Six Years After the Paracin Military Storage Explosion Storages Remain a Problem
Six years ago, on 19 October 2006, a series of explosions and fires occurred at the military ammunition storage facility “7 Jul” located only 3 km from the city center of Paracin in Serbia. There were no casualties, but the depot itself was completely destroyed and the surrounding land has been rendered unusable to this day.
On this day, 1,300 tons, of the 4,000 tons of ammunition held at the depot, exploded. Seven powerful blasts shook the area right after the fire started, but many small explosions were heard throughout the day. The blasts blew out windows in most of the buildings in the town of Paracin and tremors were felt some 20km around the depot. The cause of the explosion in the warehouse was technical, according to Zdravko Ponos, the Serbian Army Chief of Staff at that time.
Following the explosion, the UNDP/SEESAC immediately offered technical support to the Government of Serbia in alleviating the impact of this incident through the project ‘Explosive Ordnance Disposal (EOD) Capacity Development in the Serbian Ministry of Defence’ which provided technical assistance in terms of equipment, training, risk management and capacity building for the EOD unit in the Serbian Ministry of Defence.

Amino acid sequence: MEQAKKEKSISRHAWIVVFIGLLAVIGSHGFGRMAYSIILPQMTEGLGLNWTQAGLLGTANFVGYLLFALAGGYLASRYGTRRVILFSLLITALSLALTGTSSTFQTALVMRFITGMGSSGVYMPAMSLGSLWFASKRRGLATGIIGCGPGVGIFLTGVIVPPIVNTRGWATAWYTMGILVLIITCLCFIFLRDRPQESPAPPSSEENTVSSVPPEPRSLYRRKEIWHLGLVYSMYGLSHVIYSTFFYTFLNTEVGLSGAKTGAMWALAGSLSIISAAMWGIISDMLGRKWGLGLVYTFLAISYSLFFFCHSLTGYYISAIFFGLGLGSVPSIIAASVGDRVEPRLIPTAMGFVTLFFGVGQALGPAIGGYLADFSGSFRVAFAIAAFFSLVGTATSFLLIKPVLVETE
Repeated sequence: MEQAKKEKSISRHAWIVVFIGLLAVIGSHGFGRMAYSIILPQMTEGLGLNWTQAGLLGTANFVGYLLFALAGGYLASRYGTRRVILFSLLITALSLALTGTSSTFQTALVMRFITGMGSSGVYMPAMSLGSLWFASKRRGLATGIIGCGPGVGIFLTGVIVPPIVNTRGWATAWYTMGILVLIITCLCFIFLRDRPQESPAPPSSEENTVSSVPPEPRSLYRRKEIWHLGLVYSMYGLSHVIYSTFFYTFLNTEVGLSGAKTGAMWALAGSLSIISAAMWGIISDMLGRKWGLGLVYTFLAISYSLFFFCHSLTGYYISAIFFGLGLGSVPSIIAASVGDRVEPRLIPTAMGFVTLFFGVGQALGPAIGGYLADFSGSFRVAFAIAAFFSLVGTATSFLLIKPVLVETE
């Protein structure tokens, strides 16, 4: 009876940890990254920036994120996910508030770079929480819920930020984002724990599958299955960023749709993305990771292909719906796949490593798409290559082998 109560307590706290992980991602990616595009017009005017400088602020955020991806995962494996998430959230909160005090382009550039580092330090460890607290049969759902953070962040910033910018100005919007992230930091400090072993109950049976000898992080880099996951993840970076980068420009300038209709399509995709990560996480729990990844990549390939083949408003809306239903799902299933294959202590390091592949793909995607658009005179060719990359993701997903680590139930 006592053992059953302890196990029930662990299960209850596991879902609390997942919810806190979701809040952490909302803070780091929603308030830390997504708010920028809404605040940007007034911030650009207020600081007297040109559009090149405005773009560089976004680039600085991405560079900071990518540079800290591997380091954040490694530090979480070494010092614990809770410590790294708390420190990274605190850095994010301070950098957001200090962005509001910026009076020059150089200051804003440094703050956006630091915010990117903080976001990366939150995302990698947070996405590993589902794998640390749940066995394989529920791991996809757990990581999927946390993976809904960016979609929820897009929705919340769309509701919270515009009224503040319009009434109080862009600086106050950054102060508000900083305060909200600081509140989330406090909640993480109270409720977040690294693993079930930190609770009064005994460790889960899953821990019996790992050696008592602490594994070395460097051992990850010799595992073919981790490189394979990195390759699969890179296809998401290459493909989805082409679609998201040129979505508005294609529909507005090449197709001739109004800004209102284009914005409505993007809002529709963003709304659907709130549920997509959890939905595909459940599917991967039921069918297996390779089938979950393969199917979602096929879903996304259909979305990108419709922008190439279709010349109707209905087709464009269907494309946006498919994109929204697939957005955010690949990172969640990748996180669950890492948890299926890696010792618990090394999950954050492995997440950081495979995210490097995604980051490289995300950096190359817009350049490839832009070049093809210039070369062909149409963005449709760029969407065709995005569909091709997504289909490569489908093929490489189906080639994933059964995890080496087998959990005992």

Military depots in the region remain the threat for safety and security of its citizens. On 11 July 2011, 13 people were killed and about 60 injured in a massive blast at a munitions dump in Cyprus. On 13 September 2012 a series of explosions shook a military depot in the area of Knin, Croatia. On 5 June 2012, a series of explosions occurred in the ammunition site near Sliven, south eastern Bulgaria.
For this reason SEESAC has responded to the requests for assistance made by several governments in the South Eastern Europe region interested in upgrading their respective storage facilities and increasing security of stockpiles.
To date, SEESAC has assisted the reconstruction of “Taraš,” Montenegrin Ministry of Defence’s ammunition storage site in Danilovgrad, as well as the central weapons storage facility of the Croatian Ministry of Interior Murat. Currently, upgrades of three storage sites in Bosnia and Herzegovina are ongoing while several other sites in the region have been assessed.
These SEESAC activities are made possible by the European Union (EU), under the EU COUNCIL DECISION 2010/179/CFSP, dated 11 March 2010, in support of SEESAC arms control activities in the Western Balkans, in the framework of the EU Strategy to combat the illicit accumulation and trafficking of SALW and their ammunition.